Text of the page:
Coronation Commentary

Coronation Commentary

Coronation Commentary

Coronation Commentary

Excerpt

Most countries are republics. Our King is about the only serious king left.

Far away in the east there is, indeed, the mysterious Mikado, withdrawn from our western understanding as mainly from his own subjects' prostrate sight; the lineal descendant of the Son of Heaven, who twenty-five centuries ago came down to rule on earth; still more a god than a king. In one first-rank country of Europe, a shadow monarch still sits upon a shadowed throne. There are the three Scandinavian kings. There are the five Balkan kinglets. It would be injustice to the former, none however of whose kingdoms equals the population of London, and who have neither royal might nor imperial function, to class them as no more than glorified hereditary Lord Mayors; and to the latter, given the personal worth of two or three of them and the comparative stability of one or two of their thrones, to range them as mere operetta princelings, Ruritanian mummers on a scene that continually shifts. There is the Queen of Holland. There is the now model Belgian throne.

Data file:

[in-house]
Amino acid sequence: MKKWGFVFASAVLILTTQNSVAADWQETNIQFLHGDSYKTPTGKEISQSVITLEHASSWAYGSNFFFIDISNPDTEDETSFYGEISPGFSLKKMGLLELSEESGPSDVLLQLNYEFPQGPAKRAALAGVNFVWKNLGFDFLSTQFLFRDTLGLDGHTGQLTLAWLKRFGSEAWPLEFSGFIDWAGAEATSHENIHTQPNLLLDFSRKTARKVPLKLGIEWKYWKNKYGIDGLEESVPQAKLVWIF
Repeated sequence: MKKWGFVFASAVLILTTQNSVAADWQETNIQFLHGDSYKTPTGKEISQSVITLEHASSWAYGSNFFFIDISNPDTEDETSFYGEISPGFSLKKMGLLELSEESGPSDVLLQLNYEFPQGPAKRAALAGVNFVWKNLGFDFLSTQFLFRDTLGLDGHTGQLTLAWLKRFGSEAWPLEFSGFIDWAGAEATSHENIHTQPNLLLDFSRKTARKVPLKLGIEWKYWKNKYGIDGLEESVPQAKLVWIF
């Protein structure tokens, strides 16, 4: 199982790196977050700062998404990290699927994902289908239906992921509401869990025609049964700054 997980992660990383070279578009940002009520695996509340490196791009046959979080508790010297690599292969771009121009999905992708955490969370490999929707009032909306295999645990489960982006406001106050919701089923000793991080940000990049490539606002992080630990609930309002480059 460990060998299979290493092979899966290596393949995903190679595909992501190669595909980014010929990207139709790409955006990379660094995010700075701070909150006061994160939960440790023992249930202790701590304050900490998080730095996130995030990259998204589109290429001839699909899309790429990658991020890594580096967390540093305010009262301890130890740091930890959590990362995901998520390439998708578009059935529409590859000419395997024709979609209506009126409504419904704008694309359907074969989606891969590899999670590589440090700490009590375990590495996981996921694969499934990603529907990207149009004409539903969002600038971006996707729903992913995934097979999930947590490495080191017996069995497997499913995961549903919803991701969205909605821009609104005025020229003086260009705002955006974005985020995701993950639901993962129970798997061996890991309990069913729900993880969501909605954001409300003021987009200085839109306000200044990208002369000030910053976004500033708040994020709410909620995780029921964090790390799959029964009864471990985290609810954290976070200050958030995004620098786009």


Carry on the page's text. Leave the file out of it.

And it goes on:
But, among the little lands as among the large, republics are the great majority.

It was not so until yesterday. When most of us were born, and still when many of us were grown-up, there was Kaiser, an Austrian Kaiser, and Tsar, and Sultan: the four tremendous crowns the War sent flying. The Most Catholic Kingship vanished even more lately; the Dragon Throne not much earlier; the Kingdom of Portugal and her daughter Empire of the Brazils not much earlier again. Less than . . .

Search by... Author
Show... All Results Primary Sources Peer-reviewed

Oops!

An unknown error has occurred. Please click the button below to reload the page. If the problem persists, please try again in a little while.